Been there, done that, will continue to do that, might well be the resourceful attitude of the 144 artists and makers at 100 York locations after the Covid-19 pandemic strictures turned York Open Studios into York Shut Studios.

Over the past four weeks, CharlesHutchPress has determinedly championed the creativity of York’s artists and makers, who would have been showcasing their ceramics, collage, digital, illustration, jewellery, mixed media, painting, print, photography, sculpture and textiles skills this month.

Each day, in brochure order, five artists who now miss out on the exposure of Open Studios have been given a pen portrait on these pages, because so much art and craft will have been created for the event and still needs a new home. The last ten are being profiled over this weekend, and again home and studio addresses will not be included at this lockdown time.

York Open Studios 2020: The lost weekends that found diverse alternative ways to reach out beyond the closed doors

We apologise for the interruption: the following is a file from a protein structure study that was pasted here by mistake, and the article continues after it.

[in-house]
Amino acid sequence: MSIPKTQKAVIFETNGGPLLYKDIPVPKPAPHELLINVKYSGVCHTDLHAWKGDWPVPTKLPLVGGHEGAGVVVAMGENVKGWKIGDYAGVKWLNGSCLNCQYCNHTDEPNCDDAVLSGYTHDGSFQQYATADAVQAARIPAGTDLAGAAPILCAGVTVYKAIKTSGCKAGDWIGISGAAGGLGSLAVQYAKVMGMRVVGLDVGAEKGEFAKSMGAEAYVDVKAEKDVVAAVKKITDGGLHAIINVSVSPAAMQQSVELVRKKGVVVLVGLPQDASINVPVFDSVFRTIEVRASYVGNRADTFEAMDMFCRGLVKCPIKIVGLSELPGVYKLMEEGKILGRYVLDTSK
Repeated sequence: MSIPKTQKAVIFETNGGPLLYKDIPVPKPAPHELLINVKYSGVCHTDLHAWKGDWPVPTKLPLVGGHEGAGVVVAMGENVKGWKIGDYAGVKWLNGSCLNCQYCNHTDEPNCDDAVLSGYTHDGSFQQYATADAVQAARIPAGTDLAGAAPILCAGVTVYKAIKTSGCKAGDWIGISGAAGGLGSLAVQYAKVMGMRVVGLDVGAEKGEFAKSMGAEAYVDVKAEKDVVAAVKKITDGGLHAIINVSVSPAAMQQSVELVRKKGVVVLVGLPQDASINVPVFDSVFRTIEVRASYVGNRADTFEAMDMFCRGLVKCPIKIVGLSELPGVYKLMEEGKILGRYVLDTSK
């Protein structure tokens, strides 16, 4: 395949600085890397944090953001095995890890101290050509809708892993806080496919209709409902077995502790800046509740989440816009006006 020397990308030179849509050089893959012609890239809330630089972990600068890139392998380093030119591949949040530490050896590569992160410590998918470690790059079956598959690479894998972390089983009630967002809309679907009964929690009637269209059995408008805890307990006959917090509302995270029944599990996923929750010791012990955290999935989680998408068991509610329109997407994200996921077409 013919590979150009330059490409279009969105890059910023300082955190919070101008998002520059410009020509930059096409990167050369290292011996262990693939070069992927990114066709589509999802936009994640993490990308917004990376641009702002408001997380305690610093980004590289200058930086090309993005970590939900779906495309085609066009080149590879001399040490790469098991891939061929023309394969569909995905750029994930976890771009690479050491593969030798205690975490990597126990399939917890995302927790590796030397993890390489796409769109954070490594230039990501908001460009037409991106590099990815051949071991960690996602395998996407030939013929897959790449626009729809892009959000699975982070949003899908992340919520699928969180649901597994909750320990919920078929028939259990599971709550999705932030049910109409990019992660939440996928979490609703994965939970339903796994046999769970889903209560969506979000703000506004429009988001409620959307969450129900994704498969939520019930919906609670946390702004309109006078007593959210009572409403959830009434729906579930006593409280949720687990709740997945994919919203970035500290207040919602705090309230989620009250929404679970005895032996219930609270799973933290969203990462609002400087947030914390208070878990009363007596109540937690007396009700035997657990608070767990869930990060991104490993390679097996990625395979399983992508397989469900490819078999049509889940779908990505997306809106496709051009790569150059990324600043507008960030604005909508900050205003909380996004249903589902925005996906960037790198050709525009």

York Open Studios artists have responded to the shutdown by filling their windows for #openwindowsyork2020, while plenty are showcasing their work over the York Open Studios period online via their websites.

This weekend, you can visit yorkopenstudios.co.uk to take your own virtual tour. The YOS website says: “We’re doing a Virtual Open Studios, with artists posting based on a daily theme for the ten days spanning our two weekends.They’ll be showing you their studios and workshops, favourite processes, answering your questions, and of course lots of pictures of their new work.

“Search for #YorkOpenStudios anywhere on social media or follow your favourite artists to see more.”

First, however, here are five more artists and makers for you to discover. The final five will follow tomorrow.